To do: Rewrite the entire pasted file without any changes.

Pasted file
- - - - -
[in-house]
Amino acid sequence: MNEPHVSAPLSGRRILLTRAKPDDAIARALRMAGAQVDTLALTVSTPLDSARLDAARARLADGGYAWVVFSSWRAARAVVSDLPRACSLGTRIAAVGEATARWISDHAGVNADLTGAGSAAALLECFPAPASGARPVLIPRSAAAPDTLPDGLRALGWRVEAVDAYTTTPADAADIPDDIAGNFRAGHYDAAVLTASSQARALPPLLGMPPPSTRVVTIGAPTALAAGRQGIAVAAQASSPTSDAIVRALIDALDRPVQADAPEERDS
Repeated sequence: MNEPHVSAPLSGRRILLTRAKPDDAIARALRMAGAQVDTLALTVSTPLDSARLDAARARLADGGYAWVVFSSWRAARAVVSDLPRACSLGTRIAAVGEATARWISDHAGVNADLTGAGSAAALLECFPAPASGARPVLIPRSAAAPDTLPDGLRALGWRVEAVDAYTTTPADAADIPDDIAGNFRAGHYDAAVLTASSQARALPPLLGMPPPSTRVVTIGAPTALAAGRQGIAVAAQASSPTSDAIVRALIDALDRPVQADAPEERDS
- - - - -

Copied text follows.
[in-house]
Amino acid sequence: MNEPHVSAPLSGRRILLTRAKPDDAIARALRMAGAQVDTLALTVSTPLDSARLDAARARLADGGYAWVVFSSWRAARAVVSDLPRACSLGTRIAAVGEATARWISDHAGVNADLTGAGSAAALLECFPAPASGARPVLIPRSAAAPDTLPDGLRALGWRVEAVDAYTTTPADAADIPDDIAGNFRAGHYDAAVLTASSQARALPPLLGMPPPSTRVVTIGAPTALAAGRQGIAVAAQASSPTSDAIVRALIDALDRPVQADAPEERDS
Repeated sequence: MNEPHVSAPLSGRRILLTRAKPDDAIARALRMAGAQVDTLALTVSTPLDSARLDAARARLADGGYAWVVFSSWRAARAVVSDLPRACSLGTRIAAVGEATARWISDHAGVNADLTGAGSAAALLECFPAPASGARPVLIPRSAAAPDTLPDGLRALGWRVEAVDAYTTTPADAADIPDDIAGNFRAGHYDAAVLTASSQARALPPLLGMPPPSTRVVTIGAPTALAAGRQGIAVAAQASSPTSDAIVRALIDALDRPVQADAPEERDS